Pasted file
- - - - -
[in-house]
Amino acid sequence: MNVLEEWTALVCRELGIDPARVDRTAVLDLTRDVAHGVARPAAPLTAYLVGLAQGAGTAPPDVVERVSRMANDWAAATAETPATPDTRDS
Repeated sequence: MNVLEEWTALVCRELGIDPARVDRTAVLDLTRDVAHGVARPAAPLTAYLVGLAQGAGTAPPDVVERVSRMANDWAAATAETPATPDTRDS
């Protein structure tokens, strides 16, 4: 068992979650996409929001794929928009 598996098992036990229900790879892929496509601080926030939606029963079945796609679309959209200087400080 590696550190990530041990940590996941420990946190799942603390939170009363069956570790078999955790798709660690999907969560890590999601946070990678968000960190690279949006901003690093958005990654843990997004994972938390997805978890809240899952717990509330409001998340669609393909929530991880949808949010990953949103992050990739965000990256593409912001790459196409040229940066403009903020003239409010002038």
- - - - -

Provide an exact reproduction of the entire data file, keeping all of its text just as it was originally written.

[in-house]
Amino acid sequence: MNVLEEWTALVCRELGIDPARVDRTAVLDLTRDVAHGVARPAAPLTAYLVGLAQGAGTAPPDVVERVSRMANDWAAATAETPATPDTRDS
Repeated sequence: MNVLEEWTALVCRELGIDPARVDRTAVLDLTRDVAHGVARPAAPLTAYLVGLAQGAGTAPPDVVERVSRMANDWAAATAETPATPDTRDS
């Protein structure tokens, strides 16, 4: 068992979650996409929001794929928009 598996098992036990229900790879892929496509601080926030939606029963079945796609679309959209200087400080 590696550190990530041990940590996941420990946190799942603390939170009363069956570790078999955790798709660690999907969560890590999601946070990678968000960190690279949006901003690093958005990654843990997004994972938390997805978890809240899952717990509330409001998340669609393909929530991880949808949010990953949103992050990739965000990256593409912001790459196409040229940066403009903020003239409010002038």